The Marine Corps needs rites of passage; it doesn't need hazing. These Marines, members of an aerial delivery unit, grimace in pain as metal jump wings are pounded into their chests during a "blood pinning" ritual. To halt such abuses, we must reexamine the warrior bonding these rituals actually have—and then take responsibility for monitoring them.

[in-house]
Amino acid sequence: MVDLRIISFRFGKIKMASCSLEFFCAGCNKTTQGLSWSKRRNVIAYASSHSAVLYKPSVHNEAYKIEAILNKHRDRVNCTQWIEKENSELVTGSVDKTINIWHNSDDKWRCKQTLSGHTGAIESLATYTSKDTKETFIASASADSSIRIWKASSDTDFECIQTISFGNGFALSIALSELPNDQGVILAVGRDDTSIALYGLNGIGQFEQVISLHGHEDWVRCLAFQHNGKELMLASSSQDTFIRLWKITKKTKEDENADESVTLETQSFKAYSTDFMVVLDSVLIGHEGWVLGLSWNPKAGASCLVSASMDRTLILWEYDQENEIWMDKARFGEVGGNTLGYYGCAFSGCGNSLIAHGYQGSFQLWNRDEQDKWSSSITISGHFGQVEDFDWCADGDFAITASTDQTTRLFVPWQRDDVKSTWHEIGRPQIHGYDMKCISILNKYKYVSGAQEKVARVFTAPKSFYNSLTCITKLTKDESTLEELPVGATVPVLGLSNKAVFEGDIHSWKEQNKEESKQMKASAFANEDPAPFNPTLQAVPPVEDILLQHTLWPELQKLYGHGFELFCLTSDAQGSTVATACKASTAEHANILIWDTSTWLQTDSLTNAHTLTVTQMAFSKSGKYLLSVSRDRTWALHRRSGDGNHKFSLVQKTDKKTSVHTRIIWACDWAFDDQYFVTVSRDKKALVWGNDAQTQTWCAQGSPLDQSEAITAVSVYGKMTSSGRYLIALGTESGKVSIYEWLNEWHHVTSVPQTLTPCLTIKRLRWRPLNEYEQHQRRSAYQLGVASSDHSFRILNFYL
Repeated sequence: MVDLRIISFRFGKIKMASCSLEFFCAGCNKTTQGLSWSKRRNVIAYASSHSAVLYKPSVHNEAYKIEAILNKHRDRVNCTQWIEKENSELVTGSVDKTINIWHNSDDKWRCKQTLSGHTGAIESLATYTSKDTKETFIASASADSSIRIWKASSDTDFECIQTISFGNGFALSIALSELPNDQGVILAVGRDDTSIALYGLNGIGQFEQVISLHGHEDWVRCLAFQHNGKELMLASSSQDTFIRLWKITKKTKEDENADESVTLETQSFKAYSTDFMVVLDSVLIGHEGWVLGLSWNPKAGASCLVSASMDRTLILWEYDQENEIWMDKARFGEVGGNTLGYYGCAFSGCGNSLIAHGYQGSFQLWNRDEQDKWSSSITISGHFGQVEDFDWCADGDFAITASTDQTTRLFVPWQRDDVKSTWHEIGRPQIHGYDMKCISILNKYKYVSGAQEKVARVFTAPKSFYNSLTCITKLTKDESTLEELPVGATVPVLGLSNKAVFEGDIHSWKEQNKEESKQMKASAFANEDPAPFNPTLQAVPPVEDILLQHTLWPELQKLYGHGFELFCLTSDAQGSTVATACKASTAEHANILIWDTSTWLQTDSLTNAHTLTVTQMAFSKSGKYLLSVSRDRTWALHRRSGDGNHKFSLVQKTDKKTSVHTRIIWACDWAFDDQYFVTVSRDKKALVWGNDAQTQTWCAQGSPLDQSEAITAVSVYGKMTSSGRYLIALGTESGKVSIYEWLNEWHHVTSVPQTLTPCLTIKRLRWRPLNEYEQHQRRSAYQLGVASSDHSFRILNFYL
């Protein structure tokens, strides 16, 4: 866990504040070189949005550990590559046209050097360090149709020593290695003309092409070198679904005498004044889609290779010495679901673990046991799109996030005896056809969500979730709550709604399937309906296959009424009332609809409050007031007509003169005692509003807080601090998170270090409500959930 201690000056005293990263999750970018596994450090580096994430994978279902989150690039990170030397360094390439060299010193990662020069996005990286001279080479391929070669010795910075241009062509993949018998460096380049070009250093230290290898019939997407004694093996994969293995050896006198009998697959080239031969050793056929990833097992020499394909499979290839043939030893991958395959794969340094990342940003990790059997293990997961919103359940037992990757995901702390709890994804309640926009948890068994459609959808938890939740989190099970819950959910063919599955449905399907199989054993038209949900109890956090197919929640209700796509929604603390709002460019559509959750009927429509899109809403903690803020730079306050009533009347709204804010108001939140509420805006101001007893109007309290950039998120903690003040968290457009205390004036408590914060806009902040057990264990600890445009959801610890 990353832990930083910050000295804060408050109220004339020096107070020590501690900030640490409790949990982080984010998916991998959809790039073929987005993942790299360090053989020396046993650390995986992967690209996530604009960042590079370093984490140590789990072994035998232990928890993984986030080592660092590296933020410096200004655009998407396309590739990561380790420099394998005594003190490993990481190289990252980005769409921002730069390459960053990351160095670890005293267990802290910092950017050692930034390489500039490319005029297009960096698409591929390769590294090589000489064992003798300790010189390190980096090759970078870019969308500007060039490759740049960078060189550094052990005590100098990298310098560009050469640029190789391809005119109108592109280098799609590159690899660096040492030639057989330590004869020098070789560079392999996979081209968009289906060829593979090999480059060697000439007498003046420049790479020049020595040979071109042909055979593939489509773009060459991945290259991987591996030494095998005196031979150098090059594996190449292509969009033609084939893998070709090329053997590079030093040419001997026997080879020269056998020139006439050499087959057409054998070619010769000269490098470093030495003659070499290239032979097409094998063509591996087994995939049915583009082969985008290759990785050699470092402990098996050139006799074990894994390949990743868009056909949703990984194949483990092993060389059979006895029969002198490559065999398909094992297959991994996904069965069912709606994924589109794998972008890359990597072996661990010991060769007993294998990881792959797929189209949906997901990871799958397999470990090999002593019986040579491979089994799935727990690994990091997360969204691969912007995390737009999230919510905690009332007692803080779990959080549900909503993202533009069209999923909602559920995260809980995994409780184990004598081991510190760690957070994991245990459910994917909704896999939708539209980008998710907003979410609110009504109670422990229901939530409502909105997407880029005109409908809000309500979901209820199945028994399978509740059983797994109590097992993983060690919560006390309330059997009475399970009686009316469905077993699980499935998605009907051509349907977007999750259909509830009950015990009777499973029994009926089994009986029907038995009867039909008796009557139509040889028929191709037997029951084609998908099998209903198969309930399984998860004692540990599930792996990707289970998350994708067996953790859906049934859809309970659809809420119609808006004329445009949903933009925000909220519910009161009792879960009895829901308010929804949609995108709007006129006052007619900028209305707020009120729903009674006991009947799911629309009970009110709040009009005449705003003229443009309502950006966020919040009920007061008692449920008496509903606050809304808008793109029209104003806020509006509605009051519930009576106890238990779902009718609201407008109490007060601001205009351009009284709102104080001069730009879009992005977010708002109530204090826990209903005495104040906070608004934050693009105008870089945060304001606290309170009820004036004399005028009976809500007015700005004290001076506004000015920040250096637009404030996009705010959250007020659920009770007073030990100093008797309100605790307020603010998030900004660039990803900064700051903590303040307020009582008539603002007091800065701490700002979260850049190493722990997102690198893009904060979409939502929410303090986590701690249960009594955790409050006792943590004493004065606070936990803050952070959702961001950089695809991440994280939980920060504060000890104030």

Too often we read stories about Marines conducting unauthorized rite-of-passage ceremonies, initiations, and rituals. The Marine Corps suffered mortally in 1956 when a drill instructor took his recruits on a night march through the marshes of Parris Island, South Carolina, and six recruits drowned in the incoming tide. More recently, we have taken several hits on the chin: the 1992 movie "A Few Good Men," the silent drill team initiations highlighted on "Primetime Live," the newspaper articles on abuses at the survival-escape-resistance-evasion school, and the gold wing ceremony highlighted on "Dateline."